Make sure your prospective employee knows what the job requirements are and that he or she can be terminated if those requirements are not fulfilled, Bixenstine says.
Employees with carpal tunnel syndrome, tendonitis and lower back problems costs businesses billions of dollars a year in lost productivity and workers' compensation claims.
The sad fact is that most of these musculoskeletal disorders are preventable with a few simple changes in the workplace.
In August, OSHA wrapped up a series of hearings on its $4.2 billion ergonomics proposal that would regulate safety measures to help prevent common workplace injuries. While the final proposal is still under revision, it will be certainly be a hot issue that the president and Congress will deliberate over in the coming year, says Mark Katz, labor and employment attorney for Ulmer & Burne in Cleveland.
"How do you provide rule-making that says thou shalt correct overrepetitive motion?" says Katz, who prosecuted OSHA violations for the U.S. Department of Labor's solicitor's office for 10 years under presidents Ford, Carter and Reagan. "That's the real problem from a standpoint of a regulatory authority; there is no simple answer to every specific case."
While it may be several years before OSHA sees any kind of ergonomics standard passed, there are ways to prevent common workplace injuries, says Robert Pater, an author and martial arts expert who incorporates martial arts principles into the program.
"This program focuses on helping employees become very aware of their surroundings and the task at hand so that they are relaxed and comfortable," says Pater, who founded Strategic Safety Associates, an international management and safety consulting firm. "Safety should not be a process or a program; it should be a culture -- a way of life. When you show people how, by using their own minds, to become safer, you're giving your company a benefit that has no price tag."
Here are some basic martial arts based techniques from Pater's program, used by companies including 3M, Boeing, BP Amoco, DuPont, Kodak and Textron.
Set one foot slightly forward, one foot back
This will alleviate strain and fatigue and will take stress off your lower back. Try this at your next presentation or if you have to sit for a long period of time. Be sure to switch feet occasionally.
Unlock your knees when you stand
With your pelvis tilted ever so slightly forward, this takes pressure off your back and keeps you in a balanced posture that creates proper breathing and, therefore, less physical and mental strain. People who lock their knees tend to have very short, shallow breathing that affects oxygen intake and energy levels.
Relieve stress and strain in your neck
If you feel strain while sitting at your desk, sit up straight, tilt your head back and roll your shoulders backwards. Repeat this often.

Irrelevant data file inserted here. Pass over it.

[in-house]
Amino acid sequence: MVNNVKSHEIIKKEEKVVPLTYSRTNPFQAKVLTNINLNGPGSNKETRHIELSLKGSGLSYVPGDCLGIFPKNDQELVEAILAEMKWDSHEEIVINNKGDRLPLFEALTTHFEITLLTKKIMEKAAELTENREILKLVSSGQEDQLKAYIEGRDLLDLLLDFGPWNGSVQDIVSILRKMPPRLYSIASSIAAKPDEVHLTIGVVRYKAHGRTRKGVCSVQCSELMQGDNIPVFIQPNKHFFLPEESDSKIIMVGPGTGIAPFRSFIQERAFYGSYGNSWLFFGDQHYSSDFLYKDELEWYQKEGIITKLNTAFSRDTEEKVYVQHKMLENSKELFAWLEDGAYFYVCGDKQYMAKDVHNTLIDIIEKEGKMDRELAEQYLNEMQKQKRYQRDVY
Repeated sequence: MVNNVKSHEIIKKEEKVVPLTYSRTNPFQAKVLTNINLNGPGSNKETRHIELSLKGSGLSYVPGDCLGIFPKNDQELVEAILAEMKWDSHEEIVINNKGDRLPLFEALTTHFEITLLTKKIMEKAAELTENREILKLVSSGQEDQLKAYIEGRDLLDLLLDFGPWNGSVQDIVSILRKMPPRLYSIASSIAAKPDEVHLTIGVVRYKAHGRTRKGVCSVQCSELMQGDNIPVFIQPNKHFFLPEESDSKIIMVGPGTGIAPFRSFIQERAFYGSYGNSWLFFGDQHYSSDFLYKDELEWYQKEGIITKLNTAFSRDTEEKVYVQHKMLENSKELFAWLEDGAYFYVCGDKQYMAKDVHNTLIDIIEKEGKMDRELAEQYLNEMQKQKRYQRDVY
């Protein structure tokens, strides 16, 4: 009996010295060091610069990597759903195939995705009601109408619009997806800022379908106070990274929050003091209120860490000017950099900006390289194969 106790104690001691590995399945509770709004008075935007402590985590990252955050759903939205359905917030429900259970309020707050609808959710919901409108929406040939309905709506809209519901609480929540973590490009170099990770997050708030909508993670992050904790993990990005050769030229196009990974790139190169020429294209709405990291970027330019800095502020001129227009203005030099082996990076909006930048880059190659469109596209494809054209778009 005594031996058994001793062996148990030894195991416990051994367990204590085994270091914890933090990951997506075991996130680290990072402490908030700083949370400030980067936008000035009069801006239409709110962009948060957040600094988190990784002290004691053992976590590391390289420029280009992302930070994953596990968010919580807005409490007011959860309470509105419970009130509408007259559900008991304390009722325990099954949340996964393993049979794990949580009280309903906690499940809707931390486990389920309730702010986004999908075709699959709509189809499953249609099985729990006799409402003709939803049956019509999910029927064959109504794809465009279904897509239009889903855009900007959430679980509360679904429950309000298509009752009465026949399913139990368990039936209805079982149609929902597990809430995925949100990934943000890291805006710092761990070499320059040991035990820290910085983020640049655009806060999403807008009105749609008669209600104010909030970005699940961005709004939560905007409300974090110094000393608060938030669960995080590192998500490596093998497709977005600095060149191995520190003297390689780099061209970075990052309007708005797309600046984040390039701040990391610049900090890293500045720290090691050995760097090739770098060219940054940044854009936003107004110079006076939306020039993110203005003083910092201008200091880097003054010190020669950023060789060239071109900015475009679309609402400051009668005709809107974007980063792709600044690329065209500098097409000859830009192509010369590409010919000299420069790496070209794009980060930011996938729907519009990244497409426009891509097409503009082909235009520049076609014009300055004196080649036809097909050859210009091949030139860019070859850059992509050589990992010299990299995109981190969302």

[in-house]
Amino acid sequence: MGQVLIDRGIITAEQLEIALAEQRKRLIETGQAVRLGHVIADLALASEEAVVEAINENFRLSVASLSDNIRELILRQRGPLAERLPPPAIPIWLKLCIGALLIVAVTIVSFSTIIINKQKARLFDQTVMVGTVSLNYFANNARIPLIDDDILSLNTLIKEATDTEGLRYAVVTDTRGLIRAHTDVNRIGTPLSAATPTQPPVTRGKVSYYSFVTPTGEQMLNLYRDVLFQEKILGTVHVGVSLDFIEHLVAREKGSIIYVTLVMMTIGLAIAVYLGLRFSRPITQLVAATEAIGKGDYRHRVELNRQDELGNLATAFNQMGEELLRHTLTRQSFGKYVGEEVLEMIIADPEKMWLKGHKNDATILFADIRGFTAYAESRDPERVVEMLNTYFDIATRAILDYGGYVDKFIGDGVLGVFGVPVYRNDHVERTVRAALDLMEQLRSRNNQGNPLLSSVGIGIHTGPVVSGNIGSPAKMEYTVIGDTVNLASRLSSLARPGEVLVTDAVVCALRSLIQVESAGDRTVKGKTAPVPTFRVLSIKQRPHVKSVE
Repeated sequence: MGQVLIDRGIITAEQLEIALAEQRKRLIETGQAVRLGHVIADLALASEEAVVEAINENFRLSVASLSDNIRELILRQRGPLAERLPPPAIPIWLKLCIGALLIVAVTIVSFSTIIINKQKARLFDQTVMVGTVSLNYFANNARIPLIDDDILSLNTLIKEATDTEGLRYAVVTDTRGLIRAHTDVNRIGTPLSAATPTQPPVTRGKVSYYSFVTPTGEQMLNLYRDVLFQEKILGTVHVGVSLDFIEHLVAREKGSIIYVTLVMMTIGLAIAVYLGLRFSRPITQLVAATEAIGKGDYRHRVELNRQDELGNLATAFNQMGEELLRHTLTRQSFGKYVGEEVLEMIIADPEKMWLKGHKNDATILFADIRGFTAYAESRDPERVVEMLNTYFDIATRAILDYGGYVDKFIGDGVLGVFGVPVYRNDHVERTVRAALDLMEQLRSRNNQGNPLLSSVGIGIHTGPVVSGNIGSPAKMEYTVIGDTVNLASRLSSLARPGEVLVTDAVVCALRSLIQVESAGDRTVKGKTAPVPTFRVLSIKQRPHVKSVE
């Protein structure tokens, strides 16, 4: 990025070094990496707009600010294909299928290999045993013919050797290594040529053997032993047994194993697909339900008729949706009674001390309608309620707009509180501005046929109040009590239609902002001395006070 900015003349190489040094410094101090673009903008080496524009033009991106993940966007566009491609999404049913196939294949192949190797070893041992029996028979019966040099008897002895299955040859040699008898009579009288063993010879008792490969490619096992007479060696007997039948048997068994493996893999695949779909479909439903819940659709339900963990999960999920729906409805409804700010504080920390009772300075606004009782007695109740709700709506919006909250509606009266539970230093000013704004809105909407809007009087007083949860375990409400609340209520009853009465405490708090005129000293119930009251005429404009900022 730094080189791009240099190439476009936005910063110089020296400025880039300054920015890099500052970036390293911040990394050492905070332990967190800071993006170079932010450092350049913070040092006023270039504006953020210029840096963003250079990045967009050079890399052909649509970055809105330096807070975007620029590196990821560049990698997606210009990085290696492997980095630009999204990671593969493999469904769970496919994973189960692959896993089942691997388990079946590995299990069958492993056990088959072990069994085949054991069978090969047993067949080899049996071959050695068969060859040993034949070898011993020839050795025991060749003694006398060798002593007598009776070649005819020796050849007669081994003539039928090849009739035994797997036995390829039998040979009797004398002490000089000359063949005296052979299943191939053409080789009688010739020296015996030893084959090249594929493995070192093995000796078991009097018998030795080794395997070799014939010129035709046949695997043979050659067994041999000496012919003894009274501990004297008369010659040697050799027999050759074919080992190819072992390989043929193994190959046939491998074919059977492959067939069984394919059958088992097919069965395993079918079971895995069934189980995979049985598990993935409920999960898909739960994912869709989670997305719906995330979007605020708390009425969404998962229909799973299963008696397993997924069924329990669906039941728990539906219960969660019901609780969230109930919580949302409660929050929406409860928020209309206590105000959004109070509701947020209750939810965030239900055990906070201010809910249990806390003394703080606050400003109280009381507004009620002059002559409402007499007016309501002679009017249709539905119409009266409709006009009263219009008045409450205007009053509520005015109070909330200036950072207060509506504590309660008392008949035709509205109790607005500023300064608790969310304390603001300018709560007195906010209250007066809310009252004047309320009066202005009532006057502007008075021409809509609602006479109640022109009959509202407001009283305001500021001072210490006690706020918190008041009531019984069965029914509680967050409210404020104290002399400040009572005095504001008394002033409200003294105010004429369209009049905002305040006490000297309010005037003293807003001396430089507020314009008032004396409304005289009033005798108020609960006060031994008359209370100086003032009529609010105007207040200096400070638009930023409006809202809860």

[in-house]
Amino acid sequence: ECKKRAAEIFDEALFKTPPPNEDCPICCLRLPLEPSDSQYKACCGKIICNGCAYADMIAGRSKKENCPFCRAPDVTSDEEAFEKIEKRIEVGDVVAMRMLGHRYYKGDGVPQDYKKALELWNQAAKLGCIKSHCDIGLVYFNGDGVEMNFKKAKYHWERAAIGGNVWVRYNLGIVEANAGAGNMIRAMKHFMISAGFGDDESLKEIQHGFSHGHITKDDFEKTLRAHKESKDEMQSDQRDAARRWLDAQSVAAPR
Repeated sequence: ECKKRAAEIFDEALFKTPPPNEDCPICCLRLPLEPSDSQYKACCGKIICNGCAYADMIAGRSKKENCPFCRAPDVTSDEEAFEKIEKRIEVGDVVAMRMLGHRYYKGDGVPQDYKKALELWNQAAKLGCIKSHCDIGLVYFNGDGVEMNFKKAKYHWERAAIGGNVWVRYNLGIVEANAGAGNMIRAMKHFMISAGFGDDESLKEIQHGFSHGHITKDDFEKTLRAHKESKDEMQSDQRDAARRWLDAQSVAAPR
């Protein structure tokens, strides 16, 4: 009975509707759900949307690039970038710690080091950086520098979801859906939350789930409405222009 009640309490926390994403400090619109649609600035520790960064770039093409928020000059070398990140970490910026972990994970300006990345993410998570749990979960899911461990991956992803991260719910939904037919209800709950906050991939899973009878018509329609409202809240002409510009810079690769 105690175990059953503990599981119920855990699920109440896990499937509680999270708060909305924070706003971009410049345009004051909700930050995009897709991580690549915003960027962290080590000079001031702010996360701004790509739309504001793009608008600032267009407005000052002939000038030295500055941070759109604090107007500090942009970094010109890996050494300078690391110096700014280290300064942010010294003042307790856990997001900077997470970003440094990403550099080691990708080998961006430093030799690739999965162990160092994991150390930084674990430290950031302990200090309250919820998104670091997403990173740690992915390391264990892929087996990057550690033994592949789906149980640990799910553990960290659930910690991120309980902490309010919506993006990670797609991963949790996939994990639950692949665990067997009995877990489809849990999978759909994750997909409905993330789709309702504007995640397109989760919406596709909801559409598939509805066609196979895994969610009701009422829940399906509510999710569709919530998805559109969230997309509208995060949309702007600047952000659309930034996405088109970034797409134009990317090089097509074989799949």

Your odds of getting a herniated disk are 30 percent higher if you sit a lot on your job. This technique is particularly helpful for relieving pressure and pain caused by long hours of sitting.
Create strength by focusing on your hands
Redirect your focus from your thumb and index finger to your ring and small finger, which is where your natural strength is. Try this focusing exercise with your golf or tennis swing and you will notice more power and strength.
Use the same technique when grabbing something, carrying heavy luggage or reaching for things up high -- concentrate on the neglected ring and small finger.
Shake on it
Firm handshakes can turn into power struggles if they throw you off balance. Next time you shake someone's hand, try these simple techniques that will keep you in balance: When your are face-to-face with someone, getting ready to shake their hand, make sure you are standing with one foot slightly forward; this keeps you balanced and focused and provides more strength.
Concentrate on your ring and small finger when you shake, which adds firmness and give you balance. How to reach: Mark Katz, Ulmer & Burne, (216) 621-8400; Strategic Safety Associates, (503) 977-2094
Morgan Lewis (email@example.com) is a reporter for SBN.
Some companies late to the party on the Web have found their dot-com names claimed by a savvy Web surfer who is demanding hundreds, if not thousands of dollars to give it back.
The good news is, in most cases, you can get it back without paying the cybersquatter for it.
In 1999, the Internet Corp. for Assigned Names and Numbers (ICANN) adopted a policy for resolving disputes over domain names. The policy is similar to that of trademark law, even if the name of the company or the person is not a registered trademark. In recent years, there have been highly publicized suits involving pop star Madonna, civil rights pioneer Rosa Parks and Reuters News Service.
Late last year, Northeast Ohio's Pete Baur Pontiac won a dispute involving a Cleveland man who registered four domain names featuring Pete Baur's name and tried to sell them to the dealership for a profit. Baur, through the Greater Cleveland Automobile Dealers' Association, contacted an attorney. The cybersquatter didn't fight the case, but Baur was still required to prove through the online dispute resolution process that he was entitled to the names.